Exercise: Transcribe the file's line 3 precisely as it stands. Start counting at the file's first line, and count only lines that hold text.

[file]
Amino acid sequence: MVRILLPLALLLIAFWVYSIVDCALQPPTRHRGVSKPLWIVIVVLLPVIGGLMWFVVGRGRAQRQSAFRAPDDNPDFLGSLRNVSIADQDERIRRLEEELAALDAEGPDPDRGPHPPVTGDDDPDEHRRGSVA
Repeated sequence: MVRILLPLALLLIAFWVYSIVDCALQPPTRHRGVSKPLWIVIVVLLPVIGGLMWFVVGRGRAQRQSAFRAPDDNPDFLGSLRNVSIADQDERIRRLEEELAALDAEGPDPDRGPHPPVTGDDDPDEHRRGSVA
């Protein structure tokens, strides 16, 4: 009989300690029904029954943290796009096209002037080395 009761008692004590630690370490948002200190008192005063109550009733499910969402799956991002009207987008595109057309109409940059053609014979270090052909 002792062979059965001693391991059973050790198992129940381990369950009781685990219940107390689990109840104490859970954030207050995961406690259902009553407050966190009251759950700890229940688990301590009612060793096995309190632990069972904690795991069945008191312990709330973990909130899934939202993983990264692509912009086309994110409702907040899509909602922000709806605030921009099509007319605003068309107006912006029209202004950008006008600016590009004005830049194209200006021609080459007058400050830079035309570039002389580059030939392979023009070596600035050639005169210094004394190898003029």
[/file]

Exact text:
């Protein structure tokens, strides 16, 4: 009989300690029904029954943290796009096209002037080395 009761008692004590630690370490948002200190008192005063109550009733499910969402799956991002009207987008595109057309109409940059053609014979270090052909 002792062979059965001693391991059973050790198992129940381990369950009781685990219940107390689990109840104490859970954030207050995961406690259902009553407050966190009251759950700890229940688990301590009612060793096995309190632990069972904690795991069945008191312990709330973990909130899934939202993983990264692509912009086309994110409702907040899509909602922000709806605030921009099509007319605003068309107006912006029209202004950008006008600016590009004005830049194209200006021609080459007058400050830079035309570039002389580059030939392979023009070596600035050639005169210094004394190898003029």